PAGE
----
Wednesday, September 20, 2017

What Happens If Maria Meets Jose?

As most of you know, while Hurricane Maria has made all the news today as almost certainly the strongest hurricane in the modern era to hit Puerto Rico, Tropical Storm Jose was sitting off the mid-Atlantic coast as it has all week, aggravating fishermen while exciting surfers.  A storm only sits in one place due to a lack of steering currents, which means the large scale movement of air masses has halted in that area.  A strong low behind a cold front would fling Jose out to sea.  A strong high would fling it into the coast. 

The model runs on the two storms are a study in contrast.  The model runs out to 5 days for Maria show strong agreement that it continues on a more northerly course, paralleling the coast while staying well offshore at least through the 5th day.  The model runs for Jose look like a cat horked up a hairball or someone threw a loose handful of yarn on the map.  A handful of models bring it onshore the Delmarva peninsula, and another group shoves it opposite that, offshore.  Others send it to New Jersey, Virginia, Pennsylvania or most anywhere. 

With my lame photoediting  skills, I combined the NHC plots for both storms into one graphic.  The scales they use are slightly different, so I made them line up around the Outer Banks, NC. 
Simply, both of these can't continue as they are for a full week.  Something's gonna give.  In these plots, it's helpful to remember the stippling means that the storm can be anywhere in that area.  Maria's 5-day location covers what looks to be roughly 500 miles, consistent with the accuracy of about "100 miles per day" that the old forecasters claim.  Jose, though has an oval of uncertainty that looks to be 800 miles or more across - from onshore anywhere from Virginia to New Hampshire,  to still at sea, a bit east of where it is right now.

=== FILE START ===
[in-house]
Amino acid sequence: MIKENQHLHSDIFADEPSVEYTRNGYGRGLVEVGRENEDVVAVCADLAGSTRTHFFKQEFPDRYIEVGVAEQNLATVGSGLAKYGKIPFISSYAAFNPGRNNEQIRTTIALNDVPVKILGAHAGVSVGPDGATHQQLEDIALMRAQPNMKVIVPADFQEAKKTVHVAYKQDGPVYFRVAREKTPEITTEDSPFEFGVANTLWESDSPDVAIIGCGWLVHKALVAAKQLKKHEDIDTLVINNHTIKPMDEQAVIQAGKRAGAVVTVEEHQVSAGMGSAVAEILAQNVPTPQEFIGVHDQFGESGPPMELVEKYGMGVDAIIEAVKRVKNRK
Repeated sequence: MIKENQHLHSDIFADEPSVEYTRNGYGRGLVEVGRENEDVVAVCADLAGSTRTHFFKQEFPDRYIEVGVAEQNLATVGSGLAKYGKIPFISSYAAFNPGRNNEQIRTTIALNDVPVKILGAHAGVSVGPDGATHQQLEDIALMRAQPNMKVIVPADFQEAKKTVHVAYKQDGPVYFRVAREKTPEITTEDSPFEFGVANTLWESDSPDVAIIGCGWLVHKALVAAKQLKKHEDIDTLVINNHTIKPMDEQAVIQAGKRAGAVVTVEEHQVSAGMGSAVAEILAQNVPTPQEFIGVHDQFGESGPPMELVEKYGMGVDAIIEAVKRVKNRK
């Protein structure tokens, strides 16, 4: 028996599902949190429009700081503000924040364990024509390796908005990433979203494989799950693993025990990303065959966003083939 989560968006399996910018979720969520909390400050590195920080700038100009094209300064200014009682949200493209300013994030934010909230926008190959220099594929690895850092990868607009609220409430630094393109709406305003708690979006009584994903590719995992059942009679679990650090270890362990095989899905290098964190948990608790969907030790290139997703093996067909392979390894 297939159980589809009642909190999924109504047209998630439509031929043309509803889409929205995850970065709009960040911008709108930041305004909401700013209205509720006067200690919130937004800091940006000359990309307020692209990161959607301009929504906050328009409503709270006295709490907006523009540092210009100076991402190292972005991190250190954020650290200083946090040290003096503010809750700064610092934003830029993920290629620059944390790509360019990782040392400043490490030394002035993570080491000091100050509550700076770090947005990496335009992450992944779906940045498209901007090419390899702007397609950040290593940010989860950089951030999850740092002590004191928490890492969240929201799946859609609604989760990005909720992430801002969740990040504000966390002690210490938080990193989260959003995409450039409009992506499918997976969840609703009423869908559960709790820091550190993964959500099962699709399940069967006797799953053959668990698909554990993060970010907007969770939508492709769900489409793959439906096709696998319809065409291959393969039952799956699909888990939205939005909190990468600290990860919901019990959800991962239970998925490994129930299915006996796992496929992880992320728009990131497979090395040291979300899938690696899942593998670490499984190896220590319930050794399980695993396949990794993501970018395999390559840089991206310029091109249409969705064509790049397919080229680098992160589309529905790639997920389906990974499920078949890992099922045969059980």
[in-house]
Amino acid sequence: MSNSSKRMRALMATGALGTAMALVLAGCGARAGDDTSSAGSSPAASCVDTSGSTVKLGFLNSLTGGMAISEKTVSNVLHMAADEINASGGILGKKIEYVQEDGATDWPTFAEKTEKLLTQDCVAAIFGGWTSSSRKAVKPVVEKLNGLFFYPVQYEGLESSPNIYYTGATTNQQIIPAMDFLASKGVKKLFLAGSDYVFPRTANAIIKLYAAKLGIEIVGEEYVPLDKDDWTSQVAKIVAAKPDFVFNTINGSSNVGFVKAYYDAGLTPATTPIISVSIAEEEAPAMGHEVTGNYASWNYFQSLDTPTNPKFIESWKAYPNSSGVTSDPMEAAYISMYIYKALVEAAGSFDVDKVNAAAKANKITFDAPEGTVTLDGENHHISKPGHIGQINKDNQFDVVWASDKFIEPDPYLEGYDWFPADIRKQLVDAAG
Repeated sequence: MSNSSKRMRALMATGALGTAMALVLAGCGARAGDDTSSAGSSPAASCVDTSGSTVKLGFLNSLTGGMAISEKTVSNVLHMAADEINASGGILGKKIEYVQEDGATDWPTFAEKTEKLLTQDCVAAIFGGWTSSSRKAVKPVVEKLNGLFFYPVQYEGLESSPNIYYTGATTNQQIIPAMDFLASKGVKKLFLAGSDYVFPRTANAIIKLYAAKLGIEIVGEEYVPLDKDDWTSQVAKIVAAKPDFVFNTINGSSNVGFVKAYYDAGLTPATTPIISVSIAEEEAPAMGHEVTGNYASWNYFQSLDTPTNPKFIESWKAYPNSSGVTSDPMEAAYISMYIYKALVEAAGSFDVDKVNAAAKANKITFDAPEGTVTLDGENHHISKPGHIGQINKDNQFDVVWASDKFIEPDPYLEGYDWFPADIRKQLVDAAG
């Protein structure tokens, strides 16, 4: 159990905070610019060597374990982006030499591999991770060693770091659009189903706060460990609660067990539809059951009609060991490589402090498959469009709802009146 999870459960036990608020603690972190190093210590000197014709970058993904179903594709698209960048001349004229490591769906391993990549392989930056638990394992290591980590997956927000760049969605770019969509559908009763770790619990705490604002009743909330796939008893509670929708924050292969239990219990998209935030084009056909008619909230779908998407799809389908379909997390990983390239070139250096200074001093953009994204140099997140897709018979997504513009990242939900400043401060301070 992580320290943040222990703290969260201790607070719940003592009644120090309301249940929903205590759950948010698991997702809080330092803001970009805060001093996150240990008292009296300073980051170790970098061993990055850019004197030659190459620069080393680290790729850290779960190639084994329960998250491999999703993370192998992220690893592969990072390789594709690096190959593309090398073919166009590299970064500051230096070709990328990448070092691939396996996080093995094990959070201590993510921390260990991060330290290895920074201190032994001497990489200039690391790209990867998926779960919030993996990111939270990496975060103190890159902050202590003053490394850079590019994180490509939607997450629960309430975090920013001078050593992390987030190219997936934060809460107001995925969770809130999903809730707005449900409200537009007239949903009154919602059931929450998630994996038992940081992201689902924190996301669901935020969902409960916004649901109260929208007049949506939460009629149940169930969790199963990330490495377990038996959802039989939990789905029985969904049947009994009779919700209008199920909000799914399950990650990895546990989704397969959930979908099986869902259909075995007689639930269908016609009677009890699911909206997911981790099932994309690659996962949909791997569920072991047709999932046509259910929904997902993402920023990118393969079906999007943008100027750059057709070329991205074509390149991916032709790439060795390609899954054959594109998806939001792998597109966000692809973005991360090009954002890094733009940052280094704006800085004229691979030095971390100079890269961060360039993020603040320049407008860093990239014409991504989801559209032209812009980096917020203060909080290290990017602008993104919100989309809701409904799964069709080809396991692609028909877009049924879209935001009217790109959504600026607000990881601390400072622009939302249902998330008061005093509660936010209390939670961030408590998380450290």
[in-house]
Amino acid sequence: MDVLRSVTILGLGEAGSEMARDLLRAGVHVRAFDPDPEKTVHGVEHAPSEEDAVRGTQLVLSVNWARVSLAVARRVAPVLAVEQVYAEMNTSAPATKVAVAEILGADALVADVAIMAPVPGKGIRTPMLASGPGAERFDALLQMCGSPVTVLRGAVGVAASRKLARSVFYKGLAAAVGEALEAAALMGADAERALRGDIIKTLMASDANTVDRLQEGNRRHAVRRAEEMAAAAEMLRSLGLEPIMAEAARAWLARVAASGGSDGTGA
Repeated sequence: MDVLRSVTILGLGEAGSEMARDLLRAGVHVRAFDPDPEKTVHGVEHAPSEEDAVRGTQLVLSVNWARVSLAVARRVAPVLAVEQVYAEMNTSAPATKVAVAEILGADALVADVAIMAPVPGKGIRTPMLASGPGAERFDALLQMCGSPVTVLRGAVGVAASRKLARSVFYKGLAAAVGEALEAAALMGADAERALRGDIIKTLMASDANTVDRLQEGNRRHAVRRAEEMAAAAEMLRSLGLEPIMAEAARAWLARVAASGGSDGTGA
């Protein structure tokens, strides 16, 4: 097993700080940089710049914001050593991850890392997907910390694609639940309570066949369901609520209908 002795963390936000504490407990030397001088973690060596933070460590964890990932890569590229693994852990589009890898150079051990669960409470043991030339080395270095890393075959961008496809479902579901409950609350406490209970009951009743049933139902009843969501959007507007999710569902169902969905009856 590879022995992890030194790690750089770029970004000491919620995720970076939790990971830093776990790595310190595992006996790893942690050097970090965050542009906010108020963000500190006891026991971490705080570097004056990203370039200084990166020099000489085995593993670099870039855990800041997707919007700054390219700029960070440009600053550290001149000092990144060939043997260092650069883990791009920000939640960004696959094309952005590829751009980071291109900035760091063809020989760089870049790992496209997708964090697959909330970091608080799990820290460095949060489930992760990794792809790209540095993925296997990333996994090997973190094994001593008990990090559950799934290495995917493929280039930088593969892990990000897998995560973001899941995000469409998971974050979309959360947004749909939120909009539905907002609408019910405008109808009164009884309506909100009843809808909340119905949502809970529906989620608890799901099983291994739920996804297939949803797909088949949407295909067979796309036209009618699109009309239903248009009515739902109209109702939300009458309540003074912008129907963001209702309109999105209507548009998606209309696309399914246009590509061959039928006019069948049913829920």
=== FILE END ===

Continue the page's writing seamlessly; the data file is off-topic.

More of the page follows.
So what happens?  There is an uncommon phenomenon called the Fujiwara Effect, named for a Japanese meteorologist, in which the storms start to circle each other and then spiral into each other, becoming one storm.  At their closest - in this plot - they look to possibly be within a couple of hundred miles. With tropical cyclones, they typically interact within about 850 miles, according to that Wikipedia article.  They are absolutely going to be that close to each other, that is, according to tonight's models.  The Fujiwara interaction happens on occasion in the Atlantic basin, but not often.  We may get to see it.

To me, what hurricanes "decide" to do is like whatever two consenting adults decide.  I don't care if they check into a Motel 6 and merge repeatedly.  As long as they keep their Fujiwara-ing away from anyone else, and don't hurt anyone while they're at it.


  1. What Happens If Maria Meets Jose?

    West Side Story?

  2. If Jose meets Maria it will definitely be a party...with a pinada.

  3. An atmospheric burrito?

  4. We already know what will happen. It's already been made into at least three movies.

    1. It's tough to beat the first comment from Anon at 1049PM, but I think this one wins the Internets for the day.